Ellis-van Creveld syndrome, or chondroectodermal dysplasia, is an autosomal recessive disorder with characteristic clinical manifestations.
Its incidence in the general population is low. The oral manifestations of Ellis-van Creveld are found in soft tissues and teeth, but the dental literature on the subject is scarce.
In the last 20 years, 5 cases of Ellis-van Creveld syndrome have been followed at the Pediatric Dentistry Service of the Hospital Sant Joan de Déu, Barcelona.
The present study describes the constant and variable oral findings in these patients, which play an important role in the diagnosis criteria for the syndrome.
The presence of a great variety of oral manifestations such as fusion of the upper lip to the gingival margin, presence of multiple frenula, abnormally shaped and microdontic teeth, and congenitally missing teeth requires multidisciplinary dental treatment, with consideration for the high incidence of cardiac defects in these patients.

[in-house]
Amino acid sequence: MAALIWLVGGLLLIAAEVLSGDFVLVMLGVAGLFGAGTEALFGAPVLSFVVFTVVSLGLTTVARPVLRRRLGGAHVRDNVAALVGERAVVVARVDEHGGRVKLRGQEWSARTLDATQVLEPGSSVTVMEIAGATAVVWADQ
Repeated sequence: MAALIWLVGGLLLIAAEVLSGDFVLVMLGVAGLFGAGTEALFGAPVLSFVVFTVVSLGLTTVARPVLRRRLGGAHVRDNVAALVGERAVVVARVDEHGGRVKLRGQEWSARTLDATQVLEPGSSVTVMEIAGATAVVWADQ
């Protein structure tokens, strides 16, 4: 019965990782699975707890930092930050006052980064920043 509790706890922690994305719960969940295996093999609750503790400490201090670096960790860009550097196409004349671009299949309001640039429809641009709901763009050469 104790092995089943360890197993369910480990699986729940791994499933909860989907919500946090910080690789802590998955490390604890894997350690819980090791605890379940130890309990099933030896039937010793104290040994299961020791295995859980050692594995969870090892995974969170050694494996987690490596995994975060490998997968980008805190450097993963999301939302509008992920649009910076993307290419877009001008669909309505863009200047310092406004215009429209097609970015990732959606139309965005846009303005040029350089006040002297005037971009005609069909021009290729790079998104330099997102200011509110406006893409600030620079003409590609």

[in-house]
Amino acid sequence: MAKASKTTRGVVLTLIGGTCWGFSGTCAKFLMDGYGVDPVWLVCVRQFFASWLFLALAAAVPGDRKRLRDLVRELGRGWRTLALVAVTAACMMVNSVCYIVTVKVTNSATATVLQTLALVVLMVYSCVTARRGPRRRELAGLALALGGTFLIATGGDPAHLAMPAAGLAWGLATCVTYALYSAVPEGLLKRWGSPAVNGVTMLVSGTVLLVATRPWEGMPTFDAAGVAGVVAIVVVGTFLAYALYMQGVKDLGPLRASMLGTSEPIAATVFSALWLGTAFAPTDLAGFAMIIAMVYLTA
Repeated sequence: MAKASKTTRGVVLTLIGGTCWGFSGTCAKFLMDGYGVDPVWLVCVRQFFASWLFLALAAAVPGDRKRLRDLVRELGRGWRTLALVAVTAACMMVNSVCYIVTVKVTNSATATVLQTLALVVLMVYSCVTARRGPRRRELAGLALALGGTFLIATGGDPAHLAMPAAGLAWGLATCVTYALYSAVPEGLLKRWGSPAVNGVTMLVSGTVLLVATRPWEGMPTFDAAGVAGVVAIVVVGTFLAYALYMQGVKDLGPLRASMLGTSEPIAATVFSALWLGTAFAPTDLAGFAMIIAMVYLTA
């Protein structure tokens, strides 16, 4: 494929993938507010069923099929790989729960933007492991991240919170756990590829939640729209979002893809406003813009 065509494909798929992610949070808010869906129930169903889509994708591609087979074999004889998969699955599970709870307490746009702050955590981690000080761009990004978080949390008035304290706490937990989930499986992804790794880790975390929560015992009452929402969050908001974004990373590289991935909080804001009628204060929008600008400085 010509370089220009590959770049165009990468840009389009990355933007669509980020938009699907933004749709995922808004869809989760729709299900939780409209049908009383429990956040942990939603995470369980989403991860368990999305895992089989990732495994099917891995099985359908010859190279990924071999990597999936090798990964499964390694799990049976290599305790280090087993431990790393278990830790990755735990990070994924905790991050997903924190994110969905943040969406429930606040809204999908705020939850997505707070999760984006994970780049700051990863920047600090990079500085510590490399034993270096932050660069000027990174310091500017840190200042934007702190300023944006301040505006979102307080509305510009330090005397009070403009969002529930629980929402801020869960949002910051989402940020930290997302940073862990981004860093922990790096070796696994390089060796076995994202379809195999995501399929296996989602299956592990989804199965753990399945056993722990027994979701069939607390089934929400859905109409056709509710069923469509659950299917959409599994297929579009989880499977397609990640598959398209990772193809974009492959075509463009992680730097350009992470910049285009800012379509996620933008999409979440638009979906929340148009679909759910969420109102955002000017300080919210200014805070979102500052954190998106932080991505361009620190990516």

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Ellis-van Creveld syndrome (EvC) is an autosomal recessive chondroectodermal dysplasia, described by Richard Ellis and Simon van Creveld in 1940.
The syndrome had been partially described earlier in several reports, but it was Ellis and van Creveld’s work that defined it. EvC is a generalized dysplasia of endochondral ossification caused by mutations in a novel gene on chromosome 4p16, EVC.
Heterozygous carriers of these mutations do not exhibit manifestations of the disorder.
Recently, a second gene that gives rise to the same phenotype of the syndrome has been identified, and named EVC2.12 Affected individuals with mutations in EVC or EVC2 have the typical spectrum of features and are phenotypically indistinguishable.
Abel Cahuana, PhD, MD, DDS / Camila Palma, DDS / Wilber Gonzáles, DDS / Esther Geán, MD